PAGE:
The Hong Kong Monetary Authority oversees Hong Kong’s monetary system. It was founded in 1993 when the Office of the Exchange Fund merged with the Office of the Commissioner of Banking. Its responsibilities include maintaining currency stability, monitoring Hong Kong’s banking system and managing the Exchange Fund.
Shanghai trade zone should aid 'real economy', not just banks: HKMA chief
HKMA chief says Shanghai should not just target financial companies
Hong Kong Monetary Authority chief executive Norman Chan Tak-lam said yesterday Shanghai's free-trade zone should benefit the real economy and businesses engaged in trade, and not just financial services firms.
"The establishment of the free-trade zone should be aimed at bolstering trade and serving companies," Chan said in Shanghai. "Financial liberalisation should not be implemented for the sake of 'just liberalising the finance sector'."
Shanghai launched the high-profile zone under a pilot scheme at the end of last month, with mainland officials saying it would be a testing ground for reforms mainly targeting the finance sector.
Full convertibility of the yuan and a market-based interest-rate mechanism are among reforms mooted for the zone, although the authorities have yet to publish detailed guidelines governing financial institutions' operations inside the zone.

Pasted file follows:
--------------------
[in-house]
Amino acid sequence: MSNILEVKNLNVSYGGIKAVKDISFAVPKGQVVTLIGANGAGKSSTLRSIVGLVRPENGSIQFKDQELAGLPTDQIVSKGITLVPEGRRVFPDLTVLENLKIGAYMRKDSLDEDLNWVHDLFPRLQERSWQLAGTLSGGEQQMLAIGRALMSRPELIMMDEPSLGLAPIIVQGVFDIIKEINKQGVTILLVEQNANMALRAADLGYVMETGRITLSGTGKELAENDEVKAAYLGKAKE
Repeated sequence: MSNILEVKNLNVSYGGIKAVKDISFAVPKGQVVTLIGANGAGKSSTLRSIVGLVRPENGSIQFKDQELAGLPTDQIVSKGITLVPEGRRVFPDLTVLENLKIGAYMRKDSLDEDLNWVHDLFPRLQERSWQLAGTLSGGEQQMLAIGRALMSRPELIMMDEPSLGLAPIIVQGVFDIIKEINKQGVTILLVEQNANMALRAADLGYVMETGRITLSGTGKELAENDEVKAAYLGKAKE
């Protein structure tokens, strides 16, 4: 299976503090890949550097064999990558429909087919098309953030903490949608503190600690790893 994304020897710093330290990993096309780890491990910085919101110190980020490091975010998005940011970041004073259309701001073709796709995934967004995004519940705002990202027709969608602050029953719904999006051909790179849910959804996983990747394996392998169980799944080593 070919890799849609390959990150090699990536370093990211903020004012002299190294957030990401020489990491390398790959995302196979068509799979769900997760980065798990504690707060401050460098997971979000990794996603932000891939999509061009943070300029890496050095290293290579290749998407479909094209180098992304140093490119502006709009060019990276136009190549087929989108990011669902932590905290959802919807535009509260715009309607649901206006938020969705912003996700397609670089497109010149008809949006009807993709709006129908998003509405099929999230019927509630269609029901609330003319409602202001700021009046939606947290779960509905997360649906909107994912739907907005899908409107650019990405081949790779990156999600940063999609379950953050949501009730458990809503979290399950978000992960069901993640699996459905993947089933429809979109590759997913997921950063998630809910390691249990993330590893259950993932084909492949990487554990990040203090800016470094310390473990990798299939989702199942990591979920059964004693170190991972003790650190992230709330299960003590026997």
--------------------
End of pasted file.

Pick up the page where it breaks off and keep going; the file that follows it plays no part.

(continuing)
Chan, who is leading a Hong Kong Association of Banks delegation to meet officials in Shanghai and Beijing, admitted that Hong Kong banks were still unaware of what they could do in the zone.
Citibank and DBS were the first two foreign banks to receive approval to set up branches in the zone, raising eyebrows among Hong Kong bankers worried that Shanghai was attempting to hurt Hong Kong by restricting its banks' role in the zone. Chan said several Hong Kong banks were in the process of applying for licences in the zone.
HKAB chairman Benjamin Hung Pi-cheng, the Hong Kong chief executive of Standard Chartered, said Hong Kong banks wanted to understand the policies regulating the zone before fully participating.
"The development of the zone wouldn't take just one or two days," Hung said. "With the publication of the detailed guideline, the banks would understand what businesses they can do and what they can't."
Speculation has mounted the free-trade zone has been overhyped. Jones Lang LaSalle said yesterday residential property prices inside or near the zone had jumped more than 20 per cent in the past two months, while CBRE said office rents in the zone had doubled.
Separately, the mainland securities regulator yesterday denied reports foreign firms would be allowed to float yuan-denominated shares in the zone.